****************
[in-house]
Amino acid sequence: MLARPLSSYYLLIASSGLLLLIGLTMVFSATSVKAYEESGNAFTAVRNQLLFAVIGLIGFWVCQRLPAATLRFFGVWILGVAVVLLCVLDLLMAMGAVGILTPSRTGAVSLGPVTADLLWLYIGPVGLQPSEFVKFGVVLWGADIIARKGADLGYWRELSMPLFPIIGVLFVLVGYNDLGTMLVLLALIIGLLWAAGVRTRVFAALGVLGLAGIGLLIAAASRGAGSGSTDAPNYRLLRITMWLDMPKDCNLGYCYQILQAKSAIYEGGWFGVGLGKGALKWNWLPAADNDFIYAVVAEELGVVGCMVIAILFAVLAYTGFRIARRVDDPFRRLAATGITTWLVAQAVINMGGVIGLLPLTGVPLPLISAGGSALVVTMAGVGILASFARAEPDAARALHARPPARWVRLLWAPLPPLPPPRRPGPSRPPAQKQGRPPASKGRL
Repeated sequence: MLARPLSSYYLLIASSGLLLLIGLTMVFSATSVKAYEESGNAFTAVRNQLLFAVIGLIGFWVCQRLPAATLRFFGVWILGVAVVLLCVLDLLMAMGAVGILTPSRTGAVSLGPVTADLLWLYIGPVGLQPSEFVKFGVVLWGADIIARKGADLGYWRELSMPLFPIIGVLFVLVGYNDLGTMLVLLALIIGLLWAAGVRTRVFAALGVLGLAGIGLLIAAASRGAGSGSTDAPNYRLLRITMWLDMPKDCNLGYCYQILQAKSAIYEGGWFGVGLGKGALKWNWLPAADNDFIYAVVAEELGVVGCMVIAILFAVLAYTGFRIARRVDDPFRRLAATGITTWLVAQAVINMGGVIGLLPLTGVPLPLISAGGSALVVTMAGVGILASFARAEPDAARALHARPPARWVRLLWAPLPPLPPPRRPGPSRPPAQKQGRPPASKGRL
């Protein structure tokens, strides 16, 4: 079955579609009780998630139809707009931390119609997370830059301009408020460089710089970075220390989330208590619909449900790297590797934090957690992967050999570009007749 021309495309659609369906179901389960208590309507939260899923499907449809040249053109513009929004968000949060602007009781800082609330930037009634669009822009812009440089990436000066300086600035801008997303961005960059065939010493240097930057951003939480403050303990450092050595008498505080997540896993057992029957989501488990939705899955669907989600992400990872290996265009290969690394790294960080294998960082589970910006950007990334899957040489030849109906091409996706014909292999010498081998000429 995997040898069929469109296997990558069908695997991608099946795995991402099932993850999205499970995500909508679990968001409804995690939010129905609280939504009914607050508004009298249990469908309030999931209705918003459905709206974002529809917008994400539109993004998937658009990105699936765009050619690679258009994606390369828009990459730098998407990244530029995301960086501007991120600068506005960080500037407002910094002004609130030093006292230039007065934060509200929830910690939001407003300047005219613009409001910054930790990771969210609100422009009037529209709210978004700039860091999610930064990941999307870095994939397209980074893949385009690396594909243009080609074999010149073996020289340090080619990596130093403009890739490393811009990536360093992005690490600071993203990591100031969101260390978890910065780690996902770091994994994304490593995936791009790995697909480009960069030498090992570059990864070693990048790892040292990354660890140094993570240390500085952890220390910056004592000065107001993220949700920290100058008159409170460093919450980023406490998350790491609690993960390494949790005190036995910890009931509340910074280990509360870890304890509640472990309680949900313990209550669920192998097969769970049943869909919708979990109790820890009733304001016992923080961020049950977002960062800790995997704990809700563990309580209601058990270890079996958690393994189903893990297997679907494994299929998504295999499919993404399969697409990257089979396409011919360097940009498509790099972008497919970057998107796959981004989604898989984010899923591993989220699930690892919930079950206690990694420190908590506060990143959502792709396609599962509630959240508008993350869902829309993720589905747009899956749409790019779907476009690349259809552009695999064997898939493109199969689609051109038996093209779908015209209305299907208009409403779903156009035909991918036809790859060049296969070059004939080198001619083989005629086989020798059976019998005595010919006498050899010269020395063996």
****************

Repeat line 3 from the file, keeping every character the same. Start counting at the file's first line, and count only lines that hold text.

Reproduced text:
Repeated sequence: MLARPLSSYYLLIASSGLLLLIGLTMVFSATSVKAYEESGNAFTAVRNQLLFAVIGLIGFWVCQRLPAATLRFFGVWILGVAVVLLCVLDLLMAMGAVGILTPSRTGAVSLGPVTADLLWLYIGPVGLQPSEFVKFGVVLWGADIIARKGADLGYWRELSMPLFPIIGVLFVLVGYNDLGTMLVLLALIIGLLWAAGVRTRVFAALGVLGLAGIGLLIAAASRGAGSGSTDAPNYRLLRITMWLDMPKDCNLGYCYQILQAKSAIYEGGWFGVGLGKGALKWNWLPAADNDFIYAVVAEELGVVGCMVIAILFAVLAYTGFRIARRVDDPFRRLAATGITTWLVAQAVINMGGVIGLLPLTGVPLPLISAGGSALVVTMAGVGILASFARAEPDAARALHARPPARWVRLLWAPLPPLPPPRRPGPSRPPAQKQGRPPASKGRL